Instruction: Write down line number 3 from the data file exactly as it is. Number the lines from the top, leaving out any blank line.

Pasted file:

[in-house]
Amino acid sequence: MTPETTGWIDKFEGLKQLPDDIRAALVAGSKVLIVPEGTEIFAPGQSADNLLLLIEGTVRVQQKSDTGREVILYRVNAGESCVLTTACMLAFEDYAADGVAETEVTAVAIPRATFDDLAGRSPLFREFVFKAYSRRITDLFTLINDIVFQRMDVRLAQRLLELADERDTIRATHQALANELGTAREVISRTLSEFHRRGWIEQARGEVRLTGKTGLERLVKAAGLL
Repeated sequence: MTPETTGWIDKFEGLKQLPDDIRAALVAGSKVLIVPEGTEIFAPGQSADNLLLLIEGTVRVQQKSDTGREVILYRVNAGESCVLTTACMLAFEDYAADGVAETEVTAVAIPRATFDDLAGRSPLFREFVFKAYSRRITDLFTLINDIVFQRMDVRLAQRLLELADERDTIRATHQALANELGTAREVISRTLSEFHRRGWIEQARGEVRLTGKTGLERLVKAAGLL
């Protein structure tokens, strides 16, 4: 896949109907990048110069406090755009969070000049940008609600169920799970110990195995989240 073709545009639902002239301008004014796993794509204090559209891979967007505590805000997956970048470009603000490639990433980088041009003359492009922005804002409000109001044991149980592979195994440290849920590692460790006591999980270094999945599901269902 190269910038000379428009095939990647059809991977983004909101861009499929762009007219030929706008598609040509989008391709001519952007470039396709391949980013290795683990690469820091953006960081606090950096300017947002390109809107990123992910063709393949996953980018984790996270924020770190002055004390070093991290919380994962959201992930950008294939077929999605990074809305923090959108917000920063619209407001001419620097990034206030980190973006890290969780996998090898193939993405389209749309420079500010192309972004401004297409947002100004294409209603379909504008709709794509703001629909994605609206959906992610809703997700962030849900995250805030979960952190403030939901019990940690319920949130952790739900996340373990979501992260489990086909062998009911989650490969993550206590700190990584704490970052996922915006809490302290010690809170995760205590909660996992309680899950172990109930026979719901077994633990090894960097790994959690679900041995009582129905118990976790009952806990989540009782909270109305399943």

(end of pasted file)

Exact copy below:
Repeated sequence: MTPETTGWIDKFEGLKQLPDDIRAALVAGSKVLIVPEGTEIFAPGQSADNLLLLIEGTVRVQQKSDTGREVILYRVNAGESCVLTTACMLAFEDYAADGVAETEVTAVAIPRATFDDLAGRSPLFREFVFKAYSRRITDLFTLINDIVFQRMDVRLAQRLLELADERDTIRATHQALANELGTAREVISRTLSEFHRRGWIEQARGEVRLTGKTGLERLVKAAGLL